Writing a food blog can be a funny thing because you often feel inclined to share The Very Best ____, The Real Top Banana. But some things don’t necessarily warrant a superlative. They fall into a separate although no less worthy space. So today I’m here to tell you that these are not the best biscuits I’ve ever had. Sometimes it’s nice to have a few recipes in your back pocket that everyone likes, that require no fancy equipment (not even a rolling pin), are simple, easily dressed up, and even holiday-worthy. In this increasingly busy, harried season we’re dipping our toes into, I’m telling you: a trusty whole grain biscuit and velvety sweet potato butter beats the endless search to find The Very Best any day of the week.
Biscuits are not new to this blog. I’ve made Giant Buttermilk Biscuits, Herbed Sweet Potato Drop Biscuits and Casselberry Biscuits, which really fall into a different camp altogether. But I had yet to try making biscuits with 100% whole grain flour, and have long wanted to try baking them in a cast iron skillet as I’d heard the bottoms get nice and crisp while the middle remains tender. Reporting back: true story.
What I love about these is they’re just a pat out, cut and bake situation. I’d say they’re a bit sturdier than a biscuit made with all purpose flour — they have a little more heft, but they’re still perfectly tender and great with butter, your favorite jam or my new go-to: gingered sweet potato butter. I first stumbled upon the recipe for this sweet potato butter in the Toast and Jam cookbook, which has all manner of baked goods, jams and spreads (and I’d say the recipes veer towards healthier baked goods like what I often do here, so you may really like it). The author, Sarah Owens, promises that the color and flavor is akin to autumn in a jar, and she’s onto something. This stuff deserves a superlative.
Much like the biscuits, the sweet potato butter requires little fuss (although you will have to get out your food processor). There’s no thermometer or canning involved, and you can store it in the refrigerator for up to one month. I can attest to the fact that it’s also as good stirred into plain yogurt or on top of oatmeal as it is slathered on biscuits.
Maybe you’ll bake these for Thanksgiving, or maybe you’ll make them for breakfast this weekend. Maybe you’ll just bookmark them for when you finally have some downtime at home, which — given some changes at work which I’ll tell you about soon — I’m hoping to have more of soon. Lately I’ve been particularly interested in reading and thinking about other people’s homes, desks, kitchens — how we all spend our days, especially as it relates to meals, writing, and motherhood so I thought you may enjoy a peak, too. Best, of course, with a biscuit.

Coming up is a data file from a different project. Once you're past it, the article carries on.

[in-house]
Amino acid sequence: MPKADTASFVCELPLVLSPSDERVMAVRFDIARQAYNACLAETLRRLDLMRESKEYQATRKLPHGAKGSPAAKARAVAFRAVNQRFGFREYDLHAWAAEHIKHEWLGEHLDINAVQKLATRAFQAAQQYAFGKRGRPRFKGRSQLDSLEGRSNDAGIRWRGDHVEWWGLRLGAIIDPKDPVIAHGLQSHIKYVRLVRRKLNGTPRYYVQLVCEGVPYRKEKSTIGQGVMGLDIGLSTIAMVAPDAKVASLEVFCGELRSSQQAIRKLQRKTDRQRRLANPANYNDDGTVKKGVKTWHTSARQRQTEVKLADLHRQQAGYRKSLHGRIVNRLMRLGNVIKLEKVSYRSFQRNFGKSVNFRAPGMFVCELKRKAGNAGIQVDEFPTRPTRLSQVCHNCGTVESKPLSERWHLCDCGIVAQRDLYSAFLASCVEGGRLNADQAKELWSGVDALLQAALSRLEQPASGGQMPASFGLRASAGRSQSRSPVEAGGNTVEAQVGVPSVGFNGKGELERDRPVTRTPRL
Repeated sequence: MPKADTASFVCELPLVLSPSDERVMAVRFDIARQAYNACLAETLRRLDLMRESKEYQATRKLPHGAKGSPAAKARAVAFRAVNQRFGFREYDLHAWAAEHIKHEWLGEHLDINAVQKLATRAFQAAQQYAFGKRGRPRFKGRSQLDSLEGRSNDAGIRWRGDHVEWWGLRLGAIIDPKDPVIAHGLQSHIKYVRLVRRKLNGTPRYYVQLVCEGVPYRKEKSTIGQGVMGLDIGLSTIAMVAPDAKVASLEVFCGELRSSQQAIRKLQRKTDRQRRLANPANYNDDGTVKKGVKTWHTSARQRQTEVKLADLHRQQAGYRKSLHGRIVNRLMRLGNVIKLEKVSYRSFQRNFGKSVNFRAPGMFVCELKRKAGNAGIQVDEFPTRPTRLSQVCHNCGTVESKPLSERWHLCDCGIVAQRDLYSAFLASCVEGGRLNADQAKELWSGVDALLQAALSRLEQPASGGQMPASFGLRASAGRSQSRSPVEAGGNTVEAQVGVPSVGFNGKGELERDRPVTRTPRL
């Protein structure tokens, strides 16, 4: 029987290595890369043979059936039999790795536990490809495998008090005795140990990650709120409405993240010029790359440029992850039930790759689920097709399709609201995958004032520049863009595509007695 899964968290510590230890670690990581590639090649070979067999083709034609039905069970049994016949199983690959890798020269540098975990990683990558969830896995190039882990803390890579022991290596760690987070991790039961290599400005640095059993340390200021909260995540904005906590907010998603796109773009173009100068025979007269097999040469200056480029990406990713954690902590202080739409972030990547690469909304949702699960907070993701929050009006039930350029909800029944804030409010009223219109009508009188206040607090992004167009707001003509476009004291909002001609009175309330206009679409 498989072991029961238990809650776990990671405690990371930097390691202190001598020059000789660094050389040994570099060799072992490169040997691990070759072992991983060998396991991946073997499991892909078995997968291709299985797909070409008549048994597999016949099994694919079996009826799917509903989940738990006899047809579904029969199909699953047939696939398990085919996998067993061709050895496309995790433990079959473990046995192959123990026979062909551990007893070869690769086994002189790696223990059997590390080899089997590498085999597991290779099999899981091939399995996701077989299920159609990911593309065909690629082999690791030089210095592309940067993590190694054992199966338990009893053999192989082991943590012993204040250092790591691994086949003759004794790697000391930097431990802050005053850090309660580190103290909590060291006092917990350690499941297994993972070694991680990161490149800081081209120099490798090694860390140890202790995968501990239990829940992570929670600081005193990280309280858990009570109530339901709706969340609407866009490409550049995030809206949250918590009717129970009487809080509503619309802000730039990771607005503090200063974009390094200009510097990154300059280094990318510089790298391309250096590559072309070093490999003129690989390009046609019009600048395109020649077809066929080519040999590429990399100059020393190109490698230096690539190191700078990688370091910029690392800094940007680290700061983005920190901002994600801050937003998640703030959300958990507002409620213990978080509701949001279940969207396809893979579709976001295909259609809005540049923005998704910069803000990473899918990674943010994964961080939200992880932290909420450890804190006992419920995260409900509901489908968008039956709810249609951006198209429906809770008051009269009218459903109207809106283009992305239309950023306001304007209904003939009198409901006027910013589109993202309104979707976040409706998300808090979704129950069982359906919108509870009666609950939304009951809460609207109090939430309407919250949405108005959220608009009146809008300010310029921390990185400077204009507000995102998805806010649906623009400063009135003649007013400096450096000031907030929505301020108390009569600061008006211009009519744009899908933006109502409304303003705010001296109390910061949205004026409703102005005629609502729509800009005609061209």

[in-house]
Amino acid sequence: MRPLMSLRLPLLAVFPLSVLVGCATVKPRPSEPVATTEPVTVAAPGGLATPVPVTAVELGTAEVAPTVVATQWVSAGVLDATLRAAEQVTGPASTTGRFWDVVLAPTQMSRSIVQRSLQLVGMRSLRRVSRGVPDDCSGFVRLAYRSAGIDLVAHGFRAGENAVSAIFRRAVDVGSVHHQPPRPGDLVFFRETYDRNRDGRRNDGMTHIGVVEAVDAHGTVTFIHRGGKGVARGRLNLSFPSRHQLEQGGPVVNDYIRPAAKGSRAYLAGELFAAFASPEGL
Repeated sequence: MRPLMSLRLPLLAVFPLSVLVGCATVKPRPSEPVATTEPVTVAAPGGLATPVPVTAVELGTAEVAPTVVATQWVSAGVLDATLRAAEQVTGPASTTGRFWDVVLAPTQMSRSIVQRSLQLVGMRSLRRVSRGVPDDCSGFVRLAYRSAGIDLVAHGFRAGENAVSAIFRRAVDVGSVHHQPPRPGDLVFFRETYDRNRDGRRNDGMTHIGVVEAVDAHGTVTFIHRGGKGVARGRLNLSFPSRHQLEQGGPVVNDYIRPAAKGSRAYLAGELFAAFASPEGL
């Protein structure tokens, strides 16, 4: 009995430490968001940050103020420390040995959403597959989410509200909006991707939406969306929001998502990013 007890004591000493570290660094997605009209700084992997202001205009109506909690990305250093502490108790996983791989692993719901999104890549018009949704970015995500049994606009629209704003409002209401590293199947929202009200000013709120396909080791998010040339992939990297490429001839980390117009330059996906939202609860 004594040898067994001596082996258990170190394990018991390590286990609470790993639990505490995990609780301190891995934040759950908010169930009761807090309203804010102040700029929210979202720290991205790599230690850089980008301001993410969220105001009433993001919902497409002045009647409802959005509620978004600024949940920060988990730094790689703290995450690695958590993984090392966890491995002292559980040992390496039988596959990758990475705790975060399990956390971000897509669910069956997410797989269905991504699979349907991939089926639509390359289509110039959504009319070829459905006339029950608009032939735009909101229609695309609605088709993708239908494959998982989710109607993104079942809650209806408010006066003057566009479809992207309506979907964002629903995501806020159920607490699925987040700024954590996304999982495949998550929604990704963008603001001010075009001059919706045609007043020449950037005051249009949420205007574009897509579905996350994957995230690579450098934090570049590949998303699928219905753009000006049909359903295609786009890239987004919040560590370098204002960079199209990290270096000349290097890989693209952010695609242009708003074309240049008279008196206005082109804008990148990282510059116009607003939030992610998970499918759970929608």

The Rooms Where Writers Work – The New York Times
What Dinner Looks Like Across the USA – Huck Magazine (via Joy the Baker)
Motherland – PBS; on the Busiest Maternity Hospital in the World
When the World Feels Awful – Design for Mankind
Sweet Potato Butter lightly adapted from: Toast and Jam
For the Biscuits:
For the Sweet Potato Butter: (Makes about 2 cups / 1 pint)
Make the Biscuits:
Preheat the oven to 450 F. In a large bowl, whisk together the flour, baking powder, salt and baking soda. Add the butter and toss to coat. Either using a pastry blender or your fingertips, work the butter into the dry ingredients (with your fingers, pinch the butter into the flour repeatedly until the mixture resembles large crumbs; it’s ok if some of the mixture is as large as small peas – it doesn’t all have to be uniform). Stir in the buttermilk and mix with a fork until the dough gathers together. If you need a little extra buttermilk, add it 1 tablespoon at a time.
Scrape the dough out onto a lightly floured work surface and pat it into a 1 1/2 inch-thick round. Using a 2 1/2-inch round biscuit or cookie cutter, cut into rounds (dip the cutter in flour in between to avoid sticking). If you’ve got biscuit scraps, repeat to try and use them up. Arrange biscuits in a 12-inch cast iron skillet as close together as possible. Sprinkle tops with sea salt. Bake for 14-16 minutes, or until golden brown. Serve warm.
Make the Sweet Potato Butter:
Place the sweet potato, apple, grapefruit juice and lemon juice in a food processor and process on high until the mixture is relatively smooth.
Transfer to a medium saucepan, stir in the remaining ingredients, and place the pan over medium heat. Cook down for about 20 minutes, stirring occasionally. The mixture will bubble and hiss quite a bit. Continue cooking until it thickens and smells caramelized. Stir often to avoid burning or sticking. Transfer the sweet potato butter back to the food processor and process until smooth and velvety. Spoon into clean jars and refrigerate for up to a month.
Winter Comfort Food
I intended on baking holiday cookies to share with you today, but when I sat down to brainstorm all I could think about, truly, was the morning porridge I've been making and how that's really what I wanted to send you away with. The holiday season always seems to zoom on by at its own clip with little regard for how most of us wish it would just slow down, and this year feels like no exception. We got our tree last week and I've been making a point to sit in the living room and admire the twinkle as much as possible. I have lofty goals of snowflakes and gingerbread men and stringing cranberries and popcorn, but I'm also trying to get comfortable with the fact that everything may not get done, and that sitting amongst the twinkle is really the most important. That and a warm breakfast before the day spins into gear. This multi-grain porridge has proved to be a saving grace on busy weekday mornings, and it reheats beautifully so I've been making a big pot and bringing it to work with some extra chopped almonds and fresh pomegranate seeds. While cookies are certainly on the horizon, I think I'll have this recipe to thank for getting us through the busy days ahead.